The air conditioning was on in the Food Science and Technology lab at the National University of Singapore when Yuyun Lu, a tall, thin doctoral student from China, met us at the door.
Sweaty after the hot, humid walk across campus, I shivered. I was also eager to taste my first sample of durian wine.
Lu left to get the wine. Overhead, industrial lights hummed.
He returned carrying a tray with three sparkling wine glasses and two translucent plastic bottles filled with a pale, yellow liquid. In the sterile lab setting, the glasses looked so out of place that a smile stole across my face.
While Westerners often object to the scent of durian, a Southeast Asian fruit that regularly sends security personnel searching for gas leaks (a Melbourne hospital was the site of a recent debacle), most people in Singapore find the aroma appealing. Finding out why durian wine doesn’t smell like durian fruit is the focus of Lu’s doctoral research.
As Lu poured, I inhaled deeply, searching for the sudden burst of sulfur I expected to waft from the bottle. I noted only whiteboard markers and, possibly, burnt toast.
“The reported adverse effects of human ingestion of durian and alcohol include cardiac episodes and even death,” Lu said, calmly sipping his wine.
The complex flavor of durian is shaped by more than 200 volatile aromas, including the same esters that give rum and pineapples their tropical sweetness, and sulfur compounds also found in cocoa, roasted cabbage and rotting eggs.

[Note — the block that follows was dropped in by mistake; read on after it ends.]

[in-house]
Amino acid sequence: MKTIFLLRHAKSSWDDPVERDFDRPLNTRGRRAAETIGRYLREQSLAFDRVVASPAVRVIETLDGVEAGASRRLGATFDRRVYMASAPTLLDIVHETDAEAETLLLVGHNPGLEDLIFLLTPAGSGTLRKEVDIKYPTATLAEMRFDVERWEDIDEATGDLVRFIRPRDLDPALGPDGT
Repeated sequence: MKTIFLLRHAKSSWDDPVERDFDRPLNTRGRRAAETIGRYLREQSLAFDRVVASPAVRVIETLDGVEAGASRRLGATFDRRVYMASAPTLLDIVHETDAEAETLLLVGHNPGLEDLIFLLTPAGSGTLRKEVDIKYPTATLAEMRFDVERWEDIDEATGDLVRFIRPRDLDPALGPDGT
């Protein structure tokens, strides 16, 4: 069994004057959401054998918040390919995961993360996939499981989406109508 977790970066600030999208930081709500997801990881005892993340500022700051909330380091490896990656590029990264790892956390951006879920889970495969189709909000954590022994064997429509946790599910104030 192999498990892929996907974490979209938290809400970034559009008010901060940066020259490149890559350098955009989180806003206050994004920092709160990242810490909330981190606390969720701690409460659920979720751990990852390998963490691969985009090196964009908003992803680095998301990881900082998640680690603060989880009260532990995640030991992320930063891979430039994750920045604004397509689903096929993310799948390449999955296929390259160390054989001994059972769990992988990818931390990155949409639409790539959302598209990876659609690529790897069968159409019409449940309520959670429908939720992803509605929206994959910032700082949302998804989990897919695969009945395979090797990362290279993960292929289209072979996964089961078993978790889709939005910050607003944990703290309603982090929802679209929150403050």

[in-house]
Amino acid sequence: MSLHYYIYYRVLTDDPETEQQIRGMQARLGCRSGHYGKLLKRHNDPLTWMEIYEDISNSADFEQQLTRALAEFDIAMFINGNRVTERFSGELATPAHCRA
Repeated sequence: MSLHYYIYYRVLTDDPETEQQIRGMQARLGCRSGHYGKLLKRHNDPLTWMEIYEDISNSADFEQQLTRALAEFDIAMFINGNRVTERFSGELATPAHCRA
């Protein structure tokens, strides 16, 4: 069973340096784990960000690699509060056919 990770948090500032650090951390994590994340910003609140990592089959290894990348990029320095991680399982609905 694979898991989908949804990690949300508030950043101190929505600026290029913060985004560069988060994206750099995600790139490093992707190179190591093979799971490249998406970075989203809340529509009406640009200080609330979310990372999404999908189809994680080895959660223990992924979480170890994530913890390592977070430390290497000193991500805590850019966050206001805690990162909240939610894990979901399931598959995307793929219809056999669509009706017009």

Durian aficionados describe the scent as sweet, with a hint of coffee or bitter chocolate and a slightly savory, herby bite. To please durian lovers, a wine made from the fruit should retain its contradiction of aromas.
The problem—or possible stroke of luck—is that the yeasts used to turn the fruit to alcohol also break down the sulfur compounds that give durian its famous, well, stench. I swirled my glass before cupping the rim around my nose. I smelled cookies, grass and only the faintest hint of green onion.
“As most of the sulfur compounds decrease to trace levels, we want to know where they go…or what they have changed to,” said Lu.
Lu is also balancing flavor with safety, because he believes that two specific sulfur compounds are responsible for a centuries-old taboo against consuming durian and alcohol together. A 2009 study by Japanese researchers found that durian’s famed garlicky-garbage aroma comes from sulfides that also inhibit an alcohol-metabolizing enzyme.
“The reported adverse effects of human ingestion of durian and alcohol simultaneously include cardiac arrest episodes and even death,” Lu said, calmly sipping his wine.
I daringly sipped mine, too. It was buttery and fresh; a light white wine. The potential dawned on me.
If Lu can exclude those specific sulfur compounds, durian wine may ultimately be more delicious (and safer) than the fruit itself.